From its HQ close to the Rhine, in the fine German city of Cologne, the European Union Aviation Safety Agency (Easa) has been taking an extremely close interest in the Boeing 737 Max. This was the plane involved in the Lion Air crash in Indonesia in 2018 and an Ethiopian Airlines accident in 2019, which together killed 346 people.
The plane was grounded shortly afterwards – more quickly by Easa than the Americans – and remains out of service. The Federal Aviation Administration (FAA) has approved the Max returning to service, and American Airlines is scheduling the jet to enter service between Miami and New York La Guardia on 29 December.
Easa did not rush to follow the FAA. Its assessment of the supposed safety system that triggered the tragedies is blunt.
“A primary cause in each [accident] was a software function programme known as the Manoeuvring Characteristics Augmentation System (MCAS), which was intended to make the aircraft easier to handle,” says Easa.
“However, the MCAS, guided by only one Angle of Attack (AoA) sensor, kicked in repeatedly if that sensor malfunctioned, pushing the nose of the aircraft downward multiple times and leading finally in both accidents to a complete loss of control of the aircraft.
“A fundamental problem of the original MCAS is that many pilots did not even know it was there. In the accident version of the aircraft, there was no caution light to make a pilot aware that the AoA sensor was faulty, making it almost impossible to determine the root cause of the problem.”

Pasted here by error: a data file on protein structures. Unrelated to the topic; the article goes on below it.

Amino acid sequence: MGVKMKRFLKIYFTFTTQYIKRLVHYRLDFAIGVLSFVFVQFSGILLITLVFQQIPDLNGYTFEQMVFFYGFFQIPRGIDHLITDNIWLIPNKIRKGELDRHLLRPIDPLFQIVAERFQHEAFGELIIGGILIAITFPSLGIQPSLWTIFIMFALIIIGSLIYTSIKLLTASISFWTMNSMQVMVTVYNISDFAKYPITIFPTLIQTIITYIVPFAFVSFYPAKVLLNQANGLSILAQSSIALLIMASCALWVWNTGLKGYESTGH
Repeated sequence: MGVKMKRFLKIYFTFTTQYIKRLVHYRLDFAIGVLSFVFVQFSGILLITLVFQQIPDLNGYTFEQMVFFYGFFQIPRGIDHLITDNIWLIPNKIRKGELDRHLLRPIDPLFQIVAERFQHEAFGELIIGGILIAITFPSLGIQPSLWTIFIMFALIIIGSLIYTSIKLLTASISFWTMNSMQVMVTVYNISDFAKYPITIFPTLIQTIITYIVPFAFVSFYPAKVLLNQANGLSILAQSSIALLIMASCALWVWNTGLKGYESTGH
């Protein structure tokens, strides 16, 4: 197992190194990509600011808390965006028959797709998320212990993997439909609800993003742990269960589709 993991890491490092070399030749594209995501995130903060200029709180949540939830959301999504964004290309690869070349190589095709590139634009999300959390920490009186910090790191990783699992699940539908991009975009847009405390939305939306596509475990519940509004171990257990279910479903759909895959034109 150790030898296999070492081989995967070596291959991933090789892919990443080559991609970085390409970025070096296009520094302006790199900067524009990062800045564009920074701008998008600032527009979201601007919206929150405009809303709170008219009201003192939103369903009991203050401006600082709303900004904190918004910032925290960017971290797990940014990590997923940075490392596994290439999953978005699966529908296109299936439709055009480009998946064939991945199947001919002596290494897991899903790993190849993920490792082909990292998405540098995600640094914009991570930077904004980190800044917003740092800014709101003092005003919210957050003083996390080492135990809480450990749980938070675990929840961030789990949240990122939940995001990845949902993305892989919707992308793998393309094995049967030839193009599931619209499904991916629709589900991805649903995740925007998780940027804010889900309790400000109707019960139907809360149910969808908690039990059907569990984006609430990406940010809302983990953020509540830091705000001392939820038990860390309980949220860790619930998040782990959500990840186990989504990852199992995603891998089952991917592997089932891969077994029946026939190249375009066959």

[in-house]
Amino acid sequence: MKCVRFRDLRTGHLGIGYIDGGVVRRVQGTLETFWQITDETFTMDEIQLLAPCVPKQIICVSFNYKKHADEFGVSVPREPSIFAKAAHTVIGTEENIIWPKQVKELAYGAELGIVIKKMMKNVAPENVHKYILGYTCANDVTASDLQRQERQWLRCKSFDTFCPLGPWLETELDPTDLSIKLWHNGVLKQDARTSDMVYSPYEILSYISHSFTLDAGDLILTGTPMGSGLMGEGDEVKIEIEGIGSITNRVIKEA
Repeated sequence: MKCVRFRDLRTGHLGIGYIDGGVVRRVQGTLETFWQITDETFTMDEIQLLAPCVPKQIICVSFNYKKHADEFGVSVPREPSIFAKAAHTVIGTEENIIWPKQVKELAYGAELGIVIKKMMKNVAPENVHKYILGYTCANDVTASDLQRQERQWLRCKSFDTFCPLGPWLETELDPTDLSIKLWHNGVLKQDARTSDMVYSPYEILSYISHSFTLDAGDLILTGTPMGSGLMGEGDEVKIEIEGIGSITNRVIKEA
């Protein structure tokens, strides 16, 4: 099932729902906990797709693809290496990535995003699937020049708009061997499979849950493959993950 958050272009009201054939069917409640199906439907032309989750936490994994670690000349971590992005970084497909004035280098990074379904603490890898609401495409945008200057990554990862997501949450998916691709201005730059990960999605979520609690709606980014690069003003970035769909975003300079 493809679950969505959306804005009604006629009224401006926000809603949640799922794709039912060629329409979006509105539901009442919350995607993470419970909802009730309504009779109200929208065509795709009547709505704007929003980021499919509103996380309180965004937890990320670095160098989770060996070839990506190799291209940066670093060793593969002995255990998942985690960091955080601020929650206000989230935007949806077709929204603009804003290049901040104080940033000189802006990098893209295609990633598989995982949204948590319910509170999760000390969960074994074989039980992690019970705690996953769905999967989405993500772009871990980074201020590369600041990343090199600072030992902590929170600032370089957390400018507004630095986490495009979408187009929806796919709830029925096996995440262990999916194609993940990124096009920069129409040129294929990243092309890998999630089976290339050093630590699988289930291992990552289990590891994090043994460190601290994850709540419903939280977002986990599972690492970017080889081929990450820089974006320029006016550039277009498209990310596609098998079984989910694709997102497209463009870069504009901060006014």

Easa has now declared the aircraft “will be safe to fly again” – so long as the danger that Boeing designed in is eliminated, and pilots are fully trained on the risks associated with MCAS. And if the European regulator is happy for the 737 Max to fly, then I am happy to step on board – especially if it is a flight operated by the world’s safest airline, Ryanair.
“It’ll be late February/early March when we see the 8200 certified, back in service in time for the summer uplift” – so says Eddie Wilson, chief executive of Ryanair DAC, the Irish giant’s main operation.
The “8200” is Ryanair’s special high-capacity version, with an extra eight seats (and two emergency exits) squeezed in. It requires an extra layer of scrutiny from regulators.
Will Ryanair – which has 135 firm order and 75 options for the plane – rebrand the latest 737 as the 8200? Some have suggested that the “Max” component of the name will be quietly dropped. But Mr Wilson says no: “This is the 737 Max, and it will always be known as the 737 Max.”
When Ryanair planned to introduce the plane – originally in May 2019 – it was to be launched on longer routes from Stansted airport: to the Canaries, Greece and Cyprus.
“We know the savings we’ll get from putting them on the longer routes,” says Mr Wilson.
“It would make sense to have those aircraft on the longer routes to get the benefit of the fuel efficiency.”
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Tui, which has six of the aircraft based at Manchester, is not saying what its plans are for the jet. But wherever it is bound, you may be reluctant to fly on it. After all, Easa, like other safety agencies around the world, signed off the FAA’s botched certification of the Boeing 737 Max and allowed a plane with a fatal flaw to operate thousands of flights through European skies.
Every aviation authority has been chastened by the exposure of the “regulatory capture” with which Boeing persuaded the FAA that MCAS was a minor detail that did not require substantial training.
After so many lives were lost so needlessly, none of them will make that mistake again.